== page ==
The night sky in the Desert of Death

The Desert of Death is not somewhere that I would wish to go to in the current circumstances. It is more associated with the News from Helmand Province in Afghanistan than it's raw beauty. That news is frequently of death and destruction due to war and conflict, not the extreme and harsh conditions.

However, there was a more peaceful time before the recent wars, and I was lucky enough to drive through the Desert of Death in 1975 and 1977, both in eastbound direction. Also in 1978 westbound, but that was more a race across the country so as not to still be in the country at the beginning of communist military coup on 27 April 1978, known as the Saur Revolution. Yes, we knew about the coup before it happened. In Pakistan, when applying for visas into Afghanistan, which could take a number of days, it was evident that visa durations were getting one day shorter, for each day of waiting for ours to be processed. I think we were out the other side with only 4 days to spare. However, both eastbound trips had time to spare for a night camped out in the wilderness of the Desert of Death.

 As the name implies it is an inhospitable place and is sparsely populated. Somehow though, people do eke out a living. On one occasion we were parked up for the night, talking around the campfire, we heard the sound of a bell in the distance. We fell quite and listened. What was going on? We were in the middle of nowhere with not another soul see for hours during the day, but here, at night was a bell getting ever closer. It was a little worrying! Who or what was approaching us. Defenceless us, in the middle of a desert. One consolation, if their intentions were hostile, then why were they advertising their approach. Then, the sound changed direction. It was no longer coming directly towards us, but staying the same distance away. The bell slowly circumnavigated us. Then, once safely past, continued on its way into the night. Apparently as cautious about us as we were about him. In the clear light of morning we could see that we had parked in the dusk of the night before, on a faint footpath or trail. From apparently nowhere to nowhere, but evidently somewhere for the lone man and his donkey with a bell around its neck. Things make more sense in the daylight.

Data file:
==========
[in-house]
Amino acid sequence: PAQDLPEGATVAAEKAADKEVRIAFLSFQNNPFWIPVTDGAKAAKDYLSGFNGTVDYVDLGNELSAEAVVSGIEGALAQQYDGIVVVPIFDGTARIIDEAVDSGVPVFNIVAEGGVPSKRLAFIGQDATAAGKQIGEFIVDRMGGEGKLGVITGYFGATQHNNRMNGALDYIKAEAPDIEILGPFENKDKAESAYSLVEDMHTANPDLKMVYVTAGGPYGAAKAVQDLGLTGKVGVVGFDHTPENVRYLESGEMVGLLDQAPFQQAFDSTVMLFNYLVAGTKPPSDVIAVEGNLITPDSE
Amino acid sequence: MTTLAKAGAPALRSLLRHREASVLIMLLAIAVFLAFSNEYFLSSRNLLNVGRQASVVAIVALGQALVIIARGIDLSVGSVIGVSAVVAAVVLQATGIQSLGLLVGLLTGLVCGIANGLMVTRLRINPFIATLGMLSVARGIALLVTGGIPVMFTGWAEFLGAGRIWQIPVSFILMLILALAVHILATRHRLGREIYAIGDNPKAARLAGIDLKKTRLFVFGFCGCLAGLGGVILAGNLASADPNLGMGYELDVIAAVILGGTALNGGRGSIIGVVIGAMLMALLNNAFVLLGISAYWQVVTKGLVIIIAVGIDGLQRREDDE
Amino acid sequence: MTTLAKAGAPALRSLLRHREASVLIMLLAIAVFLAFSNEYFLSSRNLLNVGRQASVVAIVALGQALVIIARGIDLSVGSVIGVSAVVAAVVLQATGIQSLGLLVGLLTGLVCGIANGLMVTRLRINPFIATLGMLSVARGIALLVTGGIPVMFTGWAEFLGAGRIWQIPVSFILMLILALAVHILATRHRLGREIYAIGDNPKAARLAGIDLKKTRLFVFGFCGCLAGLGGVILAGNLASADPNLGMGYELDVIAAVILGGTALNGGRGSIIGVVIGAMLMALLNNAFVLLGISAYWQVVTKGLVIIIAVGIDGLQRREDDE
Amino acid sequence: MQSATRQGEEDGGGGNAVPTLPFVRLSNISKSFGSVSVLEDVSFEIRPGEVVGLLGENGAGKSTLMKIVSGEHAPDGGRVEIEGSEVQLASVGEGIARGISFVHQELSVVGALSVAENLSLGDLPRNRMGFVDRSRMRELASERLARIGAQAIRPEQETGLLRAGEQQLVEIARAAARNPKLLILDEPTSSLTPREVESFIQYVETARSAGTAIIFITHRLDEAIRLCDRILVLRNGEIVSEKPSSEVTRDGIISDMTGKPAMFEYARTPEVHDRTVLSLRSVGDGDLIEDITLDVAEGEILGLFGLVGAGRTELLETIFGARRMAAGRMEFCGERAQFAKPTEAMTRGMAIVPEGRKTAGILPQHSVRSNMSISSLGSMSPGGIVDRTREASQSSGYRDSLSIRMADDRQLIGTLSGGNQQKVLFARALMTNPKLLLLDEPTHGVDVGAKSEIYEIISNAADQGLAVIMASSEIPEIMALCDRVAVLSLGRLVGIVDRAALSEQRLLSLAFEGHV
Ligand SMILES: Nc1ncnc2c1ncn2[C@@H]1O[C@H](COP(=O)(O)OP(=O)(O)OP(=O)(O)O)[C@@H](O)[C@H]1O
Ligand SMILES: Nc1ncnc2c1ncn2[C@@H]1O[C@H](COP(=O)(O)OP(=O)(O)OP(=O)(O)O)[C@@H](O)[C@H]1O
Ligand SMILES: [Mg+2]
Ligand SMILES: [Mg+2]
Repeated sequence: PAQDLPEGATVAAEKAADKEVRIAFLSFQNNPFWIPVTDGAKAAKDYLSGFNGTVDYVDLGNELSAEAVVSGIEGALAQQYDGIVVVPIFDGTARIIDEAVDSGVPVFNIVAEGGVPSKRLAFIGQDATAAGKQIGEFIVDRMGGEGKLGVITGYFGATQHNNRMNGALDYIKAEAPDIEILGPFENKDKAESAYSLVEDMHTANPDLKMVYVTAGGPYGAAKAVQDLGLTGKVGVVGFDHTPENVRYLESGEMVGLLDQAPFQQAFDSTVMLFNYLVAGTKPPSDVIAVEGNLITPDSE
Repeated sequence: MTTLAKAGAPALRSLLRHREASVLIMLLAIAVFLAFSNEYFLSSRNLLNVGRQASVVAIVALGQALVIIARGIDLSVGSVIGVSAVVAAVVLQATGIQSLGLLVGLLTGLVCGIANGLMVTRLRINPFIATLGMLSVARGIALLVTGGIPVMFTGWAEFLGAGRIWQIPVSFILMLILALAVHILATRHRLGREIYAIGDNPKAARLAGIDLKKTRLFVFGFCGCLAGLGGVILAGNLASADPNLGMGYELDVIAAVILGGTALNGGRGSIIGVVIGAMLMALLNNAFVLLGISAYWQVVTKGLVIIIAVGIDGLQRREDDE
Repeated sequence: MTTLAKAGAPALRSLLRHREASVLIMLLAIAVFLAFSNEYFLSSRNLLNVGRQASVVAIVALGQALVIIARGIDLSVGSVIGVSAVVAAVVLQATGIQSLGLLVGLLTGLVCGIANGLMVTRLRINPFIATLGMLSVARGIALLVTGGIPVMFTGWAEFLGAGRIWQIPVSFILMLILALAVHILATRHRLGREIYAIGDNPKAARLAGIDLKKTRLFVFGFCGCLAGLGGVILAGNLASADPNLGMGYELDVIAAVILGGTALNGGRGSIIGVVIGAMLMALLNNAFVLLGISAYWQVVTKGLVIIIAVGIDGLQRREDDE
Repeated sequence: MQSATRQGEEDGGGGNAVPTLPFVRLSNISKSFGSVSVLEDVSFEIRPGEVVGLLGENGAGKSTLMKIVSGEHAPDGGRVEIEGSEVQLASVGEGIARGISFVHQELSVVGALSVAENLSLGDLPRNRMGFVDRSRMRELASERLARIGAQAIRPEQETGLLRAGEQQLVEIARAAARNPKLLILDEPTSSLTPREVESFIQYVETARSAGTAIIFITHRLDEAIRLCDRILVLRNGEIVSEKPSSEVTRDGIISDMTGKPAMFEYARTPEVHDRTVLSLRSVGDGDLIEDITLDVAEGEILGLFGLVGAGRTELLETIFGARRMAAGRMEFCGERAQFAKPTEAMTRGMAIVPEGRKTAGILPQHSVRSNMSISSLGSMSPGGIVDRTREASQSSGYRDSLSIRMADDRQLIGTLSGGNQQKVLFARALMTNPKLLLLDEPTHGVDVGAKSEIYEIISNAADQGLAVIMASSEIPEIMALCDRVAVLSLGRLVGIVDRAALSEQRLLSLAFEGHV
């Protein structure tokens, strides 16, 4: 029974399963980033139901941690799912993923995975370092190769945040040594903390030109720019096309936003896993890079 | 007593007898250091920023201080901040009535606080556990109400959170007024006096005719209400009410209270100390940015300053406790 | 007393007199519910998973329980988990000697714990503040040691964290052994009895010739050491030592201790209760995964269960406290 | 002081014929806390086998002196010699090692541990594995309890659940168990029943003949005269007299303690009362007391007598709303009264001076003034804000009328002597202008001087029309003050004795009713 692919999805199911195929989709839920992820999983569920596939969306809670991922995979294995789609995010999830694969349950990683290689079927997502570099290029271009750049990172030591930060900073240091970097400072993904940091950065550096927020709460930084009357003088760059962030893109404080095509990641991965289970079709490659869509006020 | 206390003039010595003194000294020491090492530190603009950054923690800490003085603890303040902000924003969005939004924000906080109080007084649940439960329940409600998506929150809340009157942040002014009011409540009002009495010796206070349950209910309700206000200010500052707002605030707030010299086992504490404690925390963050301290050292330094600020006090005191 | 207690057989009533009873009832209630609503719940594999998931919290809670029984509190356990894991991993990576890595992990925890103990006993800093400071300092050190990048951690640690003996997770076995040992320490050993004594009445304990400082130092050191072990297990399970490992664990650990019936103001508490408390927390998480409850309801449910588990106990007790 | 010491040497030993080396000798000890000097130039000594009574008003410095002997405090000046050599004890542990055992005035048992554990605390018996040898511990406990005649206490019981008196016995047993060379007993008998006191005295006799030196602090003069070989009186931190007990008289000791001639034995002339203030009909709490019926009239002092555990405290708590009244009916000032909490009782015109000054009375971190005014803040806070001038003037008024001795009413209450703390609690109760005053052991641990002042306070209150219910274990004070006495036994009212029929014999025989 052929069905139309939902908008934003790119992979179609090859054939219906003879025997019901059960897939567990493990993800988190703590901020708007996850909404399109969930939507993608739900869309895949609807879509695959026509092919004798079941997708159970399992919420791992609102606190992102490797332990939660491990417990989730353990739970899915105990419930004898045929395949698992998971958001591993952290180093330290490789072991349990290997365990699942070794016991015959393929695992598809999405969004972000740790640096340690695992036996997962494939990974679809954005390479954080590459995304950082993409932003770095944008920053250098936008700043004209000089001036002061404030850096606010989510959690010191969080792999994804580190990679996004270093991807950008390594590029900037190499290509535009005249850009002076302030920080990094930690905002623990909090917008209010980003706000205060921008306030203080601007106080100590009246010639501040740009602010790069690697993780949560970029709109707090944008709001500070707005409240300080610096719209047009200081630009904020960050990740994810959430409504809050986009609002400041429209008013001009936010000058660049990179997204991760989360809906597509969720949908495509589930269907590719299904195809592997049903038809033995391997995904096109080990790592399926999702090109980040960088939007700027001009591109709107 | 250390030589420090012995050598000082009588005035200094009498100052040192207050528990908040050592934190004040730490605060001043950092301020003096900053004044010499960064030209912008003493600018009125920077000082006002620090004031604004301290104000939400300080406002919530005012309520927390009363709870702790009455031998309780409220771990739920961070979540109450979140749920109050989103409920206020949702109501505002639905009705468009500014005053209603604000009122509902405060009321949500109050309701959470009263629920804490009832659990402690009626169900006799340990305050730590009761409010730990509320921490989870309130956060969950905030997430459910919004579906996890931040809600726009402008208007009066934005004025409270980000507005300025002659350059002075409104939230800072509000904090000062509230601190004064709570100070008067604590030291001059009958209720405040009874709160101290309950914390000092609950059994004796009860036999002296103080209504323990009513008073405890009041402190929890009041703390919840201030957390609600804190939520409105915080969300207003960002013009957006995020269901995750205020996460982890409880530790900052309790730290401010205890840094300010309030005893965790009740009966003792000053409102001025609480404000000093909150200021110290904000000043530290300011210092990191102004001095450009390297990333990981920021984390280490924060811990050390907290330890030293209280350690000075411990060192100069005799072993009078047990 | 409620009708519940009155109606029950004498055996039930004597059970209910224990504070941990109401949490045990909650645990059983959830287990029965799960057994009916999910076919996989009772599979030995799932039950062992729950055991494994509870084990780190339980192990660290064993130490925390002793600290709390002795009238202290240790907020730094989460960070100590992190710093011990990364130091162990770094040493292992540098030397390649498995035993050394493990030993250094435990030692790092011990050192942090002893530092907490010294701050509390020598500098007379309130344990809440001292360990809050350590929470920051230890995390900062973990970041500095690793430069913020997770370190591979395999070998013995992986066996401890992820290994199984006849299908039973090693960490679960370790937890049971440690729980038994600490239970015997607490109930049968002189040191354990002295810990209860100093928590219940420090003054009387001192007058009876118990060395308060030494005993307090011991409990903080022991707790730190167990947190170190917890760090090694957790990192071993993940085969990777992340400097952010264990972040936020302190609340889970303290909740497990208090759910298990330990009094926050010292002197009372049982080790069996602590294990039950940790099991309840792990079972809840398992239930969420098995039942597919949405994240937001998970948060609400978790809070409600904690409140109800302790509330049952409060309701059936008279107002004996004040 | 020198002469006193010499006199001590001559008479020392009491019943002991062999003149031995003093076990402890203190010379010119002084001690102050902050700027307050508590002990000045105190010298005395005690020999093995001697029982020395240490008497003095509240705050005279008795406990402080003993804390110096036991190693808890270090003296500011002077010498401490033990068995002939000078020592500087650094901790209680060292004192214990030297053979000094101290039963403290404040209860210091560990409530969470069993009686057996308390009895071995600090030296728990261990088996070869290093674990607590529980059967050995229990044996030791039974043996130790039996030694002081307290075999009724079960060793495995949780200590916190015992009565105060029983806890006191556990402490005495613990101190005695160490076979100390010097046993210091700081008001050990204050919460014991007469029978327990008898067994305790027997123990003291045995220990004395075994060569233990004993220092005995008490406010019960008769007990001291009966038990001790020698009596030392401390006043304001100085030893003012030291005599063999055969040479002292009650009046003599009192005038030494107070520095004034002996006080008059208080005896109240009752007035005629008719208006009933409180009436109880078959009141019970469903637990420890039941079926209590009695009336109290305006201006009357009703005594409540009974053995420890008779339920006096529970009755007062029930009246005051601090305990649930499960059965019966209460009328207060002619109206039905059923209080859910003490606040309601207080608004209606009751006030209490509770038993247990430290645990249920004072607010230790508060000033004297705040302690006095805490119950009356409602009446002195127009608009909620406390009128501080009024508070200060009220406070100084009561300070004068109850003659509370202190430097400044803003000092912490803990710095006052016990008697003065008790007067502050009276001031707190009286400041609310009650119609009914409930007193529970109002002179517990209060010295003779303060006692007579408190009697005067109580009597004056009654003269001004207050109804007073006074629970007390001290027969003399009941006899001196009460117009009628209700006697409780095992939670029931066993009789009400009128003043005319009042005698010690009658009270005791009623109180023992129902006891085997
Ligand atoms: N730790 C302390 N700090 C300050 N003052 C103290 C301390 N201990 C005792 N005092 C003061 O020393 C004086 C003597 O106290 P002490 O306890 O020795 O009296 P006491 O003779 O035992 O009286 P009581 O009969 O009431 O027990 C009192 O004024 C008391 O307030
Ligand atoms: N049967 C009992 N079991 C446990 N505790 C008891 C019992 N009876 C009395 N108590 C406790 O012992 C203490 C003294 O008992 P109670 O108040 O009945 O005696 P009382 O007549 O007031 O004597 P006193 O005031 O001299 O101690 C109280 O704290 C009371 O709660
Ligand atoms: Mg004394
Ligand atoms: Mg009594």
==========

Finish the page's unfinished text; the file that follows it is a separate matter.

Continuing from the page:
As the fire died down, we noticed that a few more stars had come out to play. We were the only source of light pollution for a hundred km. Dark was very dark. Move away from the fire, lay down on the sand, ignoring the possibility of any creepy crawlies, and look up at the sky. Let your eyes become accustomed to the dark, and watch the stars multiply. It is simply amazing. 

A search of the internet found a few images of other similar locations. Click to look.

4K Incredible Night Sky Stars Panorama Time-lapse Over Sand Dunes in the Death Valley Desert. Meteors, Galaxy, and Planets Pass overhead in this cosmos shot.

BBC 10 of the earth's starriest skies. The Desert of Death may deserve to be on a list such as this, but it is not exactly a tourist destination at the moment.

African desert night sky Not one of mine, nor even the same continent, but it gives the right idea. Thanks to Dmitri Markine for sharing the photo below.

wildlife and nature photography by dmitri markine

 

 

 

 Below, after a short delay a map will appear which will run an animation of the route. It is currently under developmemt and is a bit experimental.

 

 

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To see a map of the approximate route,  click here

 

 

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